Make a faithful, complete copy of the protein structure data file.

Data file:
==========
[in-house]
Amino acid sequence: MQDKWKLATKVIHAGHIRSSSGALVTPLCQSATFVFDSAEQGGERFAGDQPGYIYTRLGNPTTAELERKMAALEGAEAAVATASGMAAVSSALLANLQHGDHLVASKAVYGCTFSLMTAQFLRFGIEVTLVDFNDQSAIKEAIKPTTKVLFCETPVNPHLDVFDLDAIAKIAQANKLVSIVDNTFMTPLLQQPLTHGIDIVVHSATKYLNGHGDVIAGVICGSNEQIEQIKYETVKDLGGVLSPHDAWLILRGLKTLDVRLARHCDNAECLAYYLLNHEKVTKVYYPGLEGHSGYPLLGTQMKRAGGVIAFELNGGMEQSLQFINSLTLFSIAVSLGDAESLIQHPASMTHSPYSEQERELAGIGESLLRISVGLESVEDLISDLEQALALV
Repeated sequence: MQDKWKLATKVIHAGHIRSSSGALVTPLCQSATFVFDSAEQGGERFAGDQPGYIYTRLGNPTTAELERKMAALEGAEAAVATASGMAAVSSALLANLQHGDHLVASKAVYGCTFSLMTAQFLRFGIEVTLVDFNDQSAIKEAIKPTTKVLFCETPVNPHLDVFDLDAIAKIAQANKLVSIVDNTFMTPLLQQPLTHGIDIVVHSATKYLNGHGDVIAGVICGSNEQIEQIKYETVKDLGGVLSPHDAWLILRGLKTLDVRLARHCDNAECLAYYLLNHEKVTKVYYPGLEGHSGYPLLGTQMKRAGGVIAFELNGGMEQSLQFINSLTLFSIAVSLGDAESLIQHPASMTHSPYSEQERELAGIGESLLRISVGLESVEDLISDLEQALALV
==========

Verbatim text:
[in-house]
Amino acid sequence: MQDKWKLATKVIHAGHIRSSSGALVTPLCQSATFVFDSAEQGGERFAGDQPGYIYTRLGNPTTAELERKMAALEGAEAAVATASGMAAVSSALLANLQHGDHLVASKAVYGCTFSLMTAQFLRFGIEVTLVDFNDQSAIKEAIKPTTKVLFCETPVNPHLDVFDLDAIAKIAQANKLVSIVDNTFMTPLLQQPLTHGIDIVVHSATKYLNGHGDVIAGVICGSNEQIEQIKYETVKDLGGVLSPHDAWLILRGLKTLDVRLARHCDNAECLAYYLLNHEKVTKVYYPGLEGHSGYPLLGTQMKRAGGVIAFELNGGMEQSLQFINSLTLFSIAVSLGDAESLIQHPASMTHSPYSEQERELAGIGESLLRISVGLESVEDLISDLEQALALV
Repeated sequence: MQDKWKLATKVIHAGHIRSSSGALVTPLCQSATFVFDSAEQGGERFAGDQPGYIYTRLGNPTTAELERKMAALEGAEAAVATASGMAAVSSALLANLQHGDHLVASKAVYGCTFSLMTAQFLRFGIEVTLVDFNDQSAIKEAIKPTTKVLFCETPVNPHLDVFDLDAIAKIAQANKLVSIVDNTFMTPLLQQPLTHGIDIVVHSATKYLNGHGDVIAGVICGSNEQIEQIKYETVKDLGGVLSPHDAWLILRGLKTLDVRLARHCDNAECLAYYLLNHEKVTKVYYPGLEGHSGYPLLGTQMKRAGGVIAFELNGGMEQSLQFINSLTLFSIAVSLGDAESLIQHPASMTHSPYSEQERELAGIGESLLRISVGLESVEDLISDLEQALALV